Greenway House - the home of Agatha Christie at Galmpton
Thirty-three years after her death, Torquay-born crime-writer Agatha Christie is still proving to be a massive draw.
The so-called Queen of Crime's home in Galmpton opened to the public for the first time in the summer of 2009.
Locals and visitors alike made the most of the opportunity to catch a glimpse into Christie's world.
The trust's property manager at Greenway, Robyn Brown, said the first summer has been a huge success.
The National Trust was initially gifted the gardens at Greenway House by Dame Agatha's daughter, Rosalind Hicks and her husband Anthony Hicks.
The gardens were opened to the public in 2000 and have been busy with visitors every summer.
Following the deaths of Anthony and Rosalind Hicks in 2004 and 2005, the house and its contents were also gifted to the trust.
Agatha Christie at home at Greenway House
A £5 million renovation of the imposing but crumbling building was needed, before the house finally opened its doors to the public in time for the 2009 season.
"We've been really very busy," said Robyn. "In fact, much more so than we had anticipated.
"And I have to say that people have been absolutely delighted about their visit to the house.
"People are just loving the place.
"There are no ropes or barriers so it's not like a museum - you really get the sense that it's still a family home."
The downstairs rooms include the library, dining room and sitting room, where Agatha Christie would read her latest novel to her family in order to hear their feedback.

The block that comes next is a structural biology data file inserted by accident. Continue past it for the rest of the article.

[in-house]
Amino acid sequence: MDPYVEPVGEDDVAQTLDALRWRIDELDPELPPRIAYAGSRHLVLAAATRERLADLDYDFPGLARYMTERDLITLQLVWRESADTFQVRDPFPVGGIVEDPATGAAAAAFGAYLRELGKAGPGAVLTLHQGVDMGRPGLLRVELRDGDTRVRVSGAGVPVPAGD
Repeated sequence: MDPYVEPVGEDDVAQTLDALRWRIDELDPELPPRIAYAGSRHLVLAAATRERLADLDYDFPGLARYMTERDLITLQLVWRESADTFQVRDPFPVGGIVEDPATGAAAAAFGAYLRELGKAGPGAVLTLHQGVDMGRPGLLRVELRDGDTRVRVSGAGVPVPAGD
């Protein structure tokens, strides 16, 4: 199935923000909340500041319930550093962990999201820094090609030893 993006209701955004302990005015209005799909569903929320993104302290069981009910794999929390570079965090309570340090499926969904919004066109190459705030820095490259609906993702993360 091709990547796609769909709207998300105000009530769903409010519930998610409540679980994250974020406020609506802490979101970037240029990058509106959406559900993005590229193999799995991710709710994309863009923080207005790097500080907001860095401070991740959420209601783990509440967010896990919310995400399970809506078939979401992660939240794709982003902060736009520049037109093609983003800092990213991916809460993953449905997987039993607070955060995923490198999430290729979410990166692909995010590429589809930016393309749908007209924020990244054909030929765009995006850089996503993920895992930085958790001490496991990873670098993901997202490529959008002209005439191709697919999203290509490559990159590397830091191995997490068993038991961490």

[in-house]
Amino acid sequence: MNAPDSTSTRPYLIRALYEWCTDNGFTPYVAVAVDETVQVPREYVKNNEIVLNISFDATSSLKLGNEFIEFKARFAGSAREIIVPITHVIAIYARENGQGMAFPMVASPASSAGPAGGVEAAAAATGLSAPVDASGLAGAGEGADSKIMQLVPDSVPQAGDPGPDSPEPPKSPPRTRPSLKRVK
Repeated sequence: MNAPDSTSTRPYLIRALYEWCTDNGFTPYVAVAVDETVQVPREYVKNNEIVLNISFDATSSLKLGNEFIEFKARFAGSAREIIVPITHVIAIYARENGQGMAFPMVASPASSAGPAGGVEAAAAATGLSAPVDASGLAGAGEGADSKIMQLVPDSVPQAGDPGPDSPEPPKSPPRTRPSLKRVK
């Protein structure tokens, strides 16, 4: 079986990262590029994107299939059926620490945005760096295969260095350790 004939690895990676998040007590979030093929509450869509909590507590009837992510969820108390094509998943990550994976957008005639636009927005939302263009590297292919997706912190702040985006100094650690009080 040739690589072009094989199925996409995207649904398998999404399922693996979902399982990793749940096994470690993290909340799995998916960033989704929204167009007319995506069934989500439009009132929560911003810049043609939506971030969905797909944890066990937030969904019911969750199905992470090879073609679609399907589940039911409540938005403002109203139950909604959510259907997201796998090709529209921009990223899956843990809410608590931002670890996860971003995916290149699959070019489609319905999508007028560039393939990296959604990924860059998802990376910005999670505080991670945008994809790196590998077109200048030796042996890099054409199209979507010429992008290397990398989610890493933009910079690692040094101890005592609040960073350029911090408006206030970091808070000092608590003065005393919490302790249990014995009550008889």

Upstairs, the public can also see the bedrooms.
The interpretation areas include audio of Agatha Christie's voice.
Property manager Robyn Brown in Greenway's library
"Just the name, Agatha Christie, raises people's attention," said Robyn. "But the National Trust has 3.5 million members nationally and some of them have been down because they want to see Greenway, so the property has its own attraction.
"It's a magical place."
Greenway is located in an idyllic spot, overlooking the River Dart.
There is only one narrow road to the house, and it goes through the village of Galmpton.
The trust carefully controls the number of visitors arriving by car, by insisting they book ahead at least a couple of days in advance - if you drive in without a booking you are likely to be turned away.
"We have to be good neighbours," said Robyn.
"We had some early concerns about traffic but we've put signs out and it has largely settled down. And many people arrive via the Greenway Ferry - 60% of our visitors come by green transport."
The 2009 season ends on 25 October. Greenway opens again on 3 March, 2010. Visit the trust's
for more details.